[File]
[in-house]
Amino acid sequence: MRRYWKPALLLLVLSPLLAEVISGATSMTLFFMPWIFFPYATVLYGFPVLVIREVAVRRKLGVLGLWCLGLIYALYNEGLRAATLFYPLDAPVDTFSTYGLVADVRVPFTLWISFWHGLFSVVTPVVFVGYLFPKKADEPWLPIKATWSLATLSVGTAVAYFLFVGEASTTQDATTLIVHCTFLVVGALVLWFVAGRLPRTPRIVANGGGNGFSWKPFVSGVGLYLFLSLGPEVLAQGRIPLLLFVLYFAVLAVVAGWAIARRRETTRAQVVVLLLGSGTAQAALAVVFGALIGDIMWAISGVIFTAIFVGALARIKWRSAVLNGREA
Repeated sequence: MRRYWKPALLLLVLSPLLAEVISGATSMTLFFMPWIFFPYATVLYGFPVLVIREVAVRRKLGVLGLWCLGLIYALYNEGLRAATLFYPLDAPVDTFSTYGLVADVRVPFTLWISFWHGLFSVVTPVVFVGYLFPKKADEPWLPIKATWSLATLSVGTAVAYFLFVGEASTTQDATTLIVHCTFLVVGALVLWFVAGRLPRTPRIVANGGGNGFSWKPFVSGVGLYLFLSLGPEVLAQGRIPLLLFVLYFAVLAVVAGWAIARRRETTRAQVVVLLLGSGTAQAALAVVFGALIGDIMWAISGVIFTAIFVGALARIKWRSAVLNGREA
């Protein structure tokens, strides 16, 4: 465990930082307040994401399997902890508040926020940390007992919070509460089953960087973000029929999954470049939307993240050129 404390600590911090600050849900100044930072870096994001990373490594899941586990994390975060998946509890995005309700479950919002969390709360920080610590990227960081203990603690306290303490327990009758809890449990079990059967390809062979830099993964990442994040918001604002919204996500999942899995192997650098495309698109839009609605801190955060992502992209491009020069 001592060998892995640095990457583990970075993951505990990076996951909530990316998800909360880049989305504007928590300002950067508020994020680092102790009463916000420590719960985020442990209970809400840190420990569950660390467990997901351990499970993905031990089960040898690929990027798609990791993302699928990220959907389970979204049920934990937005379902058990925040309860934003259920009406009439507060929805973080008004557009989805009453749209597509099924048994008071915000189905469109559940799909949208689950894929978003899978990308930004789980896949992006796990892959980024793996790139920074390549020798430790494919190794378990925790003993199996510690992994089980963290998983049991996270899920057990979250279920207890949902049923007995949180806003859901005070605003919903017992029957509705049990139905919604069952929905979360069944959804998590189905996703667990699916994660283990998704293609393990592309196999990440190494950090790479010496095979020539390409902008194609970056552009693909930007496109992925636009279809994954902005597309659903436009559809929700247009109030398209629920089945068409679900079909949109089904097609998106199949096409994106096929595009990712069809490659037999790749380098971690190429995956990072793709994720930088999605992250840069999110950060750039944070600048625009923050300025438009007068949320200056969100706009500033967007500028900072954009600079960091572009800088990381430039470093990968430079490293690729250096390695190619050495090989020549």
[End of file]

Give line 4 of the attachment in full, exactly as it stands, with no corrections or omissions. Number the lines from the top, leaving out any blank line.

């Protein structure tokens, strides 16, 4: 465990930082307040994401399997902890508040926020940390007992919070509460089953960087973000029929999954470049939307993240050129 404390600590911090600050849900100044930072870096994001990373490594899941586990994390975060998946509890995005309700479950919002969390709360920080610590990227960081203990603690306290303490327990009758809890449990079990059967390809062979830099993964990442994040918001604002919204996500999942899995192997650098495309698109839009609605801190955060992502992209491009020069 001592060998892995640095990457583990970075993951505990990076996951909530990316998800909360880049989305504007928590300002950067508020994020680092102790009463916000420590719960985020442990209970809400840190420990569950660390467990997901351990499970993905031990089960040898690929990027798609990791993302699928990220959907389970979204049920934990937005379902058990925040309860934003259920009406009439507060929805973080008004557009989805009453749209597509099924048994008071915000189905469109559940799909949208689950894929978003899978990308930004789980896949992006796990892959980024793996790139920074390549020798430790494919190794378990925790003993199996510690992994089980963290998983049991996270899920057990979250279920207890949902049923007995949180806003859901005070605003919903017992029957509705049990139905919604069952929905979360069944959804998590189905996703667990699916994660283990998704293609393990592309196999990440190494950090790479010496095979020539390409902008194609970056552009693909930007496109992925636009279809994954902005597309659903436009559809929700247009109030398209629920089945068409679900079909949109089904097609998106199949096409994106096929595009990712069809490659037999790749380098971690190429995956990072793709994720930088999605992250840069999110950060750039944070600048625009923050300025438009007068949320200056969100706009500033967007500028900072954009600079960091572009800088990381430039470093990968430079490293690729250096390695190619050495090989020549």